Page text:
Virtual reality and human psychology mesh surprisingly well — VR enables phobics to address their fear of, say, spiders with nary a living arachnid in sight. Veterans can tackle post-traumatic stress by revisiting war zones in safe, digital environs. And a new study demonstrates that people with depression might be able to benefit from a positive VR experience.

The caveat: This is much closer to concept than clinical trial, as there were only 15 participants. For the study, a team of European researchers took advantage of virtual reality’s illusory powers to have subjects therapeutically comfort themselves. Because extreme self-criticism can be a psychic crack that splinters into depression, the psychologists wanted to create a scenario in which users become compassionate to a third party. The twist here is that the third party is the user.

As the scientists wrote in British Journal of Psychiatry Open on Tuesday, it worked like this: Subjects, upon donning a VR headset, encountered a sad virtual child in a room with a mirror. They would practice consoling the child while seeing their digital reflections. Then, the viewpoint would shift, so that participants were looking through the eyes of the child, watching and listening to a recording of their own comforting. The result is that each person was, essentially, the only actor in a play where an adult avatar treated a child avatar kindly.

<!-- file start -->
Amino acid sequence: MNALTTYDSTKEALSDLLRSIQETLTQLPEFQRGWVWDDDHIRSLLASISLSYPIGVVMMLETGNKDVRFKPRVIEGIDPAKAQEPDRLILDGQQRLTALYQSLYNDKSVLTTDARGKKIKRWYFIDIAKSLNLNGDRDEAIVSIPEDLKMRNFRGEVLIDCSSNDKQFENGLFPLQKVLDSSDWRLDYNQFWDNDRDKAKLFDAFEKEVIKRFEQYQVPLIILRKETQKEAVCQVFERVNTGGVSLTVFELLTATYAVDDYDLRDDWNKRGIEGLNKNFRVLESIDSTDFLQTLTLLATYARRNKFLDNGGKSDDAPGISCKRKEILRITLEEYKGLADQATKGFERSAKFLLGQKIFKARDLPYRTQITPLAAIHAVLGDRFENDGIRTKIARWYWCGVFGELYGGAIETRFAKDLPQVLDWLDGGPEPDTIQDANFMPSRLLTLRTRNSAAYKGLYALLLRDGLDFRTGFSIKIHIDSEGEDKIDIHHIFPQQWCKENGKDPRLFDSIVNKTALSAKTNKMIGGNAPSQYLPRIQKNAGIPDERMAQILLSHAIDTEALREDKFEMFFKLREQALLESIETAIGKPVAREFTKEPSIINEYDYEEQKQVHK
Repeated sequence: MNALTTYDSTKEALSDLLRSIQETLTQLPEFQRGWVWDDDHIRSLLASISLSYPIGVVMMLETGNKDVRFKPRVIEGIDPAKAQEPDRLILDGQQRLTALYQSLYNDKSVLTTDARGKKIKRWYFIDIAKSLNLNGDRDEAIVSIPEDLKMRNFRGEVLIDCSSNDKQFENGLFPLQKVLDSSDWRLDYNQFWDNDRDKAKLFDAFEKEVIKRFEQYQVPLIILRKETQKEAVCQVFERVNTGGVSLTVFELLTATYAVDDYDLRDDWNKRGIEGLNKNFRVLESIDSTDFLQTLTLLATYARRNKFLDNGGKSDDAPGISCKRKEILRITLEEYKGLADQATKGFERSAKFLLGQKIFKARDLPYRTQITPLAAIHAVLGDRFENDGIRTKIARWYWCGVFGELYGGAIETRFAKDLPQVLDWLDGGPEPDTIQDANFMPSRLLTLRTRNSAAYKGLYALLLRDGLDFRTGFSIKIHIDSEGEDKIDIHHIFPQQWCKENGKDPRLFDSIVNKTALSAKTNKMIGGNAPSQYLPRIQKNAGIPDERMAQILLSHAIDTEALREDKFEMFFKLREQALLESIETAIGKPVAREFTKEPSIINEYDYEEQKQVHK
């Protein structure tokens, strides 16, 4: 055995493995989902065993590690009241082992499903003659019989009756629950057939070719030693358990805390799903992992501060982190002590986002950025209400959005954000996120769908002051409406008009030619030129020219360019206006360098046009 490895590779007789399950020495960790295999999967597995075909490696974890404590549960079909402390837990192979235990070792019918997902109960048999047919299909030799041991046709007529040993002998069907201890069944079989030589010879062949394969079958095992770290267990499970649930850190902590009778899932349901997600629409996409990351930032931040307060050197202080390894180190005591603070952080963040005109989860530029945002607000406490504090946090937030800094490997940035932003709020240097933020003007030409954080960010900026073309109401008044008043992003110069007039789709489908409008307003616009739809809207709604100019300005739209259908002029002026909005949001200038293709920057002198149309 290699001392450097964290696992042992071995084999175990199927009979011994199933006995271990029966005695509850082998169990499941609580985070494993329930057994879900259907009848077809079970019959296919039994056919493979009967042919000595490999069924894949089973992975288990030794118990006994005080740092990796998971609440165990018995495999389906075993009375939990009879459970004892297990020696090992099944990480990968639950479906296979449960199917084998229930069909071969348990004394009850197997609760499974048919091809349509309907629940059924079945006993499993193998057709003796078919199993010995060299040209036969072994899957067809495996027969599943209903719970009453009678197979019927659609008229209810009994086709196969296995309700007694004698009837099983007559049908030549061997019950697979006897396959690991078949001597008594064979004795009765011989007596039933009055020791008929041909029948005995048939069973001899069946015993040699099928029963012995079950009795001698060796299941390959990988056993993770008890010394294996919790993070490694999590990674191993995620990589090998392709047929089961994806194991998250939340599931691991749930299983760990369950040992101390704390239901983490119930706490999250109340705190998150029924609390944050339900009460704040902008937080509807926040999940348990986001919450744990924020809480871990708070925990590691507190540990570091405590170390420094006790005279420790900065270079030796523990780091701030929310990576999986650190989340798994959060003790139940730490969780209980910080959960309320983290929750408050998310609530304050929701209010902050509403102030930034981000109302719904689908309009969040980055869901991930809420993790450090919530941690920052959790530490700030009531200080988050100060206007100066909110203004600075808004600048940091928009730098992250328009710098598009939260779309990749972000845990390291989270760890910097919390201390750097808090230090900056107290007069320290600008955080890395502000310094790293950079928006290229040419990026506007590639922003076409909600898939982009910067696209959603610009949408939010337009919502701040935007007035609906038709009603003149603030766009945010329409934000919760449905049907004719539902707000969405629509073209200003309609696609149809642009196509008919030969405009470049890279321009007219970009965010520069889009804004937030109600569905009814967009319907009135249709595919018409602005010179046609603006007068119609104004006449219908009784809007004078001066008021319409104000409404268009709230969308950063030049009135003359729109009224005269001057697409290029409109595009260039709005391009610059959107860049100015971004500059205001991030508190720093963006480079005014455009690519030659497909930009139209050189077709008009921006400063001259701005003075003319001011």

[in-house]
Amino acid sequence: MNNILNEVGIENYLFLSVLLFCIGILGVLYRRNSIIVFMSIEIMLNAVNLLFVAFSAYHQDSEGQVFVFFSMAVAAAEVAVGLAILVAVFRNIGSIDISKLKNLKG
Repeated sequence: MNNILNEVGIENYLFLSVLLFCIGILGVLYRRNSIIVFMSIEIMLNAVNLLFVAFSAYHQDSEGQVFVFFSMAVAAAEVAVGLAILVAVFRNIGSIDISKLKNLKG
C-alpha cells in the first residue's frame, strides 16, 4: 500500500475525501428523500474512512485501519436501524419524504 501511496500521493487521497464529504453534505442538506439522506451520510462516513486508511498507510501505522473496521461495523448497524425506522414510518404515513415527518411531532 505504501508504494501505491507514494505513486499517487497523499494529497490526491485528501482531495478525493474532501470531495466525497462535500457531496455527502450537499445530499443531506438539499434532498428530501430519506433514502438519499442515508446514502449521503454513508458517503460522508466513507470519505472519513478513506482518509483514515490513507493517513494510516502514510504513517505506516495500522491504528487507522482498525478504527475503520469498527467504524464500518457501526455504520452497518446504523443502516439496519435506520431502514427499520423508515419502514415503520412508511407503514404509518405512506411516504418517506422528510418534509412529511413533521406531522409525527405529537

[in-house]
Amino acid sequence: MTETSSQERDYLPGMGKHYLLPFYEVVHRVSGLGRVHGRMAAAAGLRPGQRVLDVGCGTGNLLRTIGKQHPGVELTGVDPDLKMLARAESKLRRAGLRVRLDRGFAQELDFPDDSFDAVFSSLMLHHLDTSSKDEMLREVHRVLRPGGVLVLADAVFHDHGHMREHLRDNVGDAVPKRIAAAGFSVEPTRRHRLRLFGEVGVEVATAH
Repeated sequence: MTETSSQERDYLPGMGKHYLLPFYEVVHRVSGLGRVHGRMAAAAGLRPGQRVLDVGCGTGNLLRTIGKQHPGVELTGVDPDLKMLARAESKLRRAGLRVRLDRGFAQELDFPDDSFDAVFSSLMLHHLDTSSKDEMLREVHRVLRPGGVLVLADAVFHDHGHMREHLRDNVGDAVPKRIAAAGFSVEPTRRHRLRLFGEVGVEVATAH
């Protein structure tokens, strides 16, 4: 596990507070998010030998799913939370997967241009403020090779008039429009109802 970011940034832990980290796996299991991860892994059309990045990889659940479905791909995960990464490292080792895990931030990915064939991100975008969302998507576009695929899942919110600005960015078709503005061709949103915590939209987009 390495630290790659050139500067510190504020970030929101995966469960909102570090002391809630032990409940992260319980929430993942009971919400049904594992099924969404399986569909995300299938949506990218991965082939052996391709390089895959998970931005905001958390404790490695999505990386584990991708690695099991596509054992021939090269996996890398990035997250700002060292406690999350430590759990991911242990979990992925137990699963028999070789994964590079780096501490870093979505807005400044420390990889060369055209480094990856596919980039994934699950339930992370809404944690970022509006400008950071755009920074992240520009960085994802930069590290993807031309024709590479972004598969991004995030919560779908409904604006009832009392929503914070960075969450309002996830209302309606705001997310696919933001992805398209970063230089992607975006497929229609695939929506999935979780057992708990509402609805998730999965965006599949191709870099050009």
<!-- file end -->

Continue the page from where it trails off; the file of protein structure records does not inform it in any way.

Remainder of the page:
The VR experience, about eight minutes long, was repeated three times a week. A month afterward, nine of the 15 participants reported fewer symptoms of depression, and, in four instances, the authors describe the positive change as “clinically significant.”

This experiment underscores the idea that laying a virtual body over our own can give a powerful illusion of ownership. It’s also one more example of the way virtual experiences exert influences on our real lives — take this psychological experiment at Stanford University recently cited by New York magazine. In this experiment people who had just flown through a video game like Superman were more likely to help clean up pens that an actor knocked on the floor than people who’d played a game as helicopter passengers.

Being Superman for a spell is going to make you feel like you should keep acting the hero a lot more than sitting around on a helicopter. Same goes with acting compassionately toward a virtual reality kid — if we can fake the feels, they may bleed into real life.

Photos via University College London, Getty Images